a suck[l]ing pig, a clove of garlic, a lump of salt was seen without its

being said, "Halloa! these come from Megara," and their being

instantly confiscated. Thus far the evil was not serious and we were

the only sufferers. But now some young drunkards go to Megara and

carry off the courtesan Simaetha; the Megarians, hurt to the quick, run

off in turn with two harlots of the house of Aspasia; and so for three

gay women Greece is set ablaze. Then Pericles, aflame with ire on his

Olympian height, let loose the lightning, caused the thunder to

roll, upset Greece and passed an edict, which ran like the song, "That

the Megarians be banished both from our land and from our markets

and from the sea and from the continent."[3] Meanwhile the Megarians,

who were beginning to die of hunger, begged the Lacedaemonians to bring

about the abolition of the decree, of which those harlots were the

cause; several times we refused their demand; and from that time there

was horrible clatter of arms everywhere. You will say that Sparta

was wrong, but what should she have done? Answer that. Suppose that

a Lacedaemonian had seized a little Seriphian[4] dog on any pretext and

had sold it, would you have endured it quietly? Far from it, you would

at once have sent three hundred vessels to sea, and what an uproar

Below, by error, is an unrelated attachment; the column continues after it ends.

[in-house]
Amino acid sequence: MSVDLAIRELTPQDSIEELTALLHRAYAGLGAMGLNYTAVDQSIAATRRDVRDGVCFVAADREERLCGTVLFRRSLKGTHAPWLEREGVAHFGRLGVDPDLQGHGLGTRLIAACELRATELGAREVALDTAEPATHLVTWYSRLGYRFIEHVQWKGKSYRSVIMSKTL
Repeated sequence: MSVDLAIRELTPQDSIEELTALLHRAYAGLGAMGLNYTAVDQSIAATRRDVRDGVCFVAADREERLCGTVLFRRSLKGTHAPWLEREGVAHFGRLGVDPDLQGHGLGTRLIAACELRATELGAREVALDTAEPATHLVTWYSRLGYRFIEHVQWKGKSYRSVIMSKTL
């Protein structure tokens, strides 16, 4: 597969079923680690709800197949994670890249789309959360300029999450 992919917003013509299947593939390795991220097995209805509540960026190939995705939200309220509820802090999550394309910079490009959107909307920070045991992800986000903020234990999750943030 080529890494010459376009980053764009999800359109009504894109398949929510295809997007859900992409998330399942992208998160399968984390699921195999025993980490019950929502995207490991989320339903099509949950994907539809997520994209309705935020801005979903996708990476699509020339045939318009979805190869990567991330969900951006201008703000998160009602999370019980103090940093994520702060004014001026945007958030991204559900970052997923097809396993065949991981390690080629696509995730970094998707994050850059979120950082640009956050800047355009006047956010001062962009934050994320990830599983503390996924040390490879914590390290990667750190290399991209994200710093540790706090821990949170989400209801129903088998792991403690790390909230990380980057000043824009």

there would have been through all the city! there 'tis a band of

noisy soldiery, here a brawl about the election of a Trierarch;

elsewhere pay is being distributed, the Pallas figure-heads are

being regilded, crowds are surging under the market porticos,

encumbered with wheat that is being measured, wine-skins,

oar-leathers, garlic, olives, onions in nets; everywhere are chaplets,

sprats, flute-girls, black eyes; in the arsenal bolts are being

noisily driven home, sweeps are being made and fitted with leathers;

we hear nothing but the sound of whistles, of flutes and fifes to

encourage the work-folk. That is what you assuredly would have done,

and would not Telephus have done the same? So I come to my general

conclusion; we have no common sense.

f[1] 'The Babylonians' had been produced at a time of year when Athens

was crowded with strangers; 'The Acharnians,' on the contrary, was played

in December.

f[2] Sparta had been menaced with an earthquake in 427 B.C. Posidon

was 'The Earthshaker,' god of earthquakes, as well as of the sea.

f[3] A song by Timocreon the Rhodian, the words of which were practically

identical with Pericles' decree.

f[4] A small and insignificant island, one of the Cyclades, allied with

the Athenians, like months of these islands previous to and during

the first part of the Peloponnesian War.

FIRST SEMI-CHORUS

Oh! wretch! oh! infamous man! You are naught but a beggar and

yet you dare to talk to us like this! you insult their worships

the informers!

SECOND SEMI-CHORUS

By Posidon! he speaks the truth; he has not lied in a single detail.

FIRST SEMI-CHORUS

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